They might help clients with daily tasks - like bathing, dressing, housekeeping, or making appointments, according to the Department of Labor.  And while in some states they might perform medical services like administering medicine or checking vitals, they do so under the supervision of a nurse or other health care provider. That fact is an important one, as its likely to blame for the occupation's low pay when compared with other health-related careers, Vincent notes.

Higher-Paying Alternative: Registered Nurse

Median Annual Salary: $65,470*
Bottom 10 Percent of Earners: $45,040*
Top 10 Percent of Earners: $94,720*
Registered nurses, however, offer an expanded scope of services and are in-demand - and that means more money, Vincent says. According to the Department, registered nurses not only provide patient care but also are responsible for providing advice and emotional support.
Additionally, nurses may be in high demand in certain parts of the country. According to the Department, organizations in some regions that have trouble attracting and holding onto registered nurses may offer "signing bonuses and other incentives." 
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Education Options: Registered nurses typically earn either a bachelor's of science in nursing, an associate's degree in nursing, or a diploma through an approved nursing program, according to the Department. They also must have a license.

Low-Paying Career #5: Bank Teller

Median Annual Salary: $24,940*
Although thousands of dollars may go through a bank teller's hands on any given day, this occupation doesn't bring in the big bucks.
Tellers typically handle cashing checks, depositing money, and taking care of other routine customer requests at banks, according to the U.S. Department of Labor. But because they aren't responsible for making tough decisions or offering advice and have to defer to a supervisor, it's usually a low-paying position, Vincent says.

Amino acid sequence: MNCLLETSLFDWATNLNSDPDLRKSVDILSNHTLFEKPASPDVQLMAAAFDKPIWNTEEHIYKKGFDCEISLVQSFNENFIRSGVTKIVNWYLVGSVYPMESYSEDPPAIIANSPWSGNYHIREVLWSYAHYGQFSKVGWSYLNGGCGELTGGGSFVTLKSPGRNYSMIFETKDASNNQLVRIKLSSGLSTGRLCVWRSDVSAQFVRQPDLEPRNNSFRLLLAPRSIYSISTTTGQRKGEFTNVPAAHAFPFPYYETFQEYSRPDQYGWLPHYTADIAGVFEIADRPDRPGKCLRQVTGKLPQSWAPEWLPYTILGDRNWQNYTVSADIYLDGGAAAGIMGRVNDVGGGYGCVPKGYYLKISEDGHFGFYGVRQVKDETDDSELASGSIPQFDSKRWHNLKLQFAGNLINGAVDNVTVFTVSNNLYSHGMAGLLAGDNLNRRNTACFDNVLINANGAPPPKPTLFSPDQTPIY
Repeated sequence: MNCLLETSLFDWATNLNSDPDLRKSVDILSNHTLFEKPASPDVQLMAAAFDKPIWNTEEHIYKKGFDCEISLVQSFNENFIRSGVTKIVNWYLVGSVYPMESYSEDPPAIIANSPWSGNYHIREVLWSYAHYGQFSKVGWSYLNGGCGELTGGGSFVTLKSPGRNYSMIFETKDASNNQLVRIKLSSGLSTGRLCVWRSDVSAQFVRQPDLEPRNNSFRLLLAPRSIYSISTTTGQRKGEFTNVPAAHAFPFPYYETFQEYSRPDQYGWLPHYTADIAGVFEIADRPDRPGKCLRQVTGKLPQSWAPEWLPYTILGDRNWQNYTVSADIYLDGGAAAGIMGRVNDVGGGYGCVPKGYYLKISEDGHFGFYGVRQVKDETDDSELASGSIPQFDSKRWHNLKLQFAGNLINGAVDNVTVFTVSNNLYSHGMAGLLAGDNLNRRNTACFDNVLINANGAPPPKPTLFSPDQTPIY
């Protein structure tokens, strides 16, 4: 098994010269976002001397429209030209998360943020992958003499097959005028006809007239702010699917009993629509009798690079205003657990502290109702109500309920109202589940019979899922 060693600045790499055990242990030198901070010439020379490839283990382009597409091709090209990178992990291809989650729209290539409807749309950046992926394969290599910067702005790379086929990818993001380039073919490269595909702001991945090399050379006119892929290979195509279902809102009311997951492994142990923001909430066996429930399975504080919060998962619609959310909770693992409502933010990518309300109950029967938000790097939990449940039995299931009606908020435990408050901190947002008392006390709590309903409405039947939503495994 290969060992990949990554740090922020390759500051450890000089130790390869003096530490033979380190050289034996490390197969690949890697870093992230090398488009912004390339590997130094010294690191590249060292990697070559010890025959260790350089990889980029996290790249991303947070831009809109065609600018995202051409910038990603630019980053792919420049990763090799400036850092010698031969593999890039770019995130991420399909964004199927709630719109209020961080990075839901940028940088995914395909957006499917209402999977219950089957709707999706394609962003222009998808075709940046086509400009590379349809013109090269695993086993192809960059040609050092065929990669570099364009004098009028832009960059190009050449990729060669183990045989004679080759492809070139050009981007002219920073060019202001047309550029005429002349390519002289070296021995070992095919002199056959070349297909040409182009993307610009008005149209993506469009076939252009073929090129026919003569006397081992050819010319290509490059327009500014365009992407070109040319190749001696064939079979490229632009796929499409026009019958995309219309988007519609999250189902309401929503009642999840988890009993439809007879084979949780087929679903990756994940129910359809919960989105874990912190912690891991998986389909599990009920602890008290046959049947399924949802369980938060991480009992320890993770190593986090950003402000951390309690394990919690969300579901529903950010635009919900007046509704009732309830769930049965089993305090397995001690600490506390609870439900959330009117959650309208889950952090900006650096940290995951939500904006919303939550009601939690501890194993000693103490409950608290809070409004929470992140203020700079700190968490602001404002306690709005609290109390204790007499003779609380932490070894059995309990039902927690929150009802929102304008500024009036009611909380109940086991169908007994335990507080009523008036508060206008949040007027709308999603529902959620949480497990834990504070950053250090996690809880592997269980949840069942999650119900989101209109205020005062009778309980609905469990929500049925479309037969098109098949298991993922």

Higher-Paying Alternative: Accountant

Median Annual Salary: $63,550*
Bottom 10 Percent of Earners: $39,930*
Top 10 Percent of Earners: $111,510*
While tellers handle routine transactions, according to the Department of Labor, common duties for an accountant include reviewing and examining financial records and checking them for accuracy and compliance with laws and regulations.
In other words, the buck actually does stop at accountants' desks, and that's why they earn more, Vincent points out. "They're going to be the one giving people advice about what to do with their money," she says.
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Education Options: A bachelor's degree in accounting or a related field is required for most accountant positions, according to the Department. However, some employers might prefer those candidates with a master's degree in accounting, or in business administration with a concentration in accounting.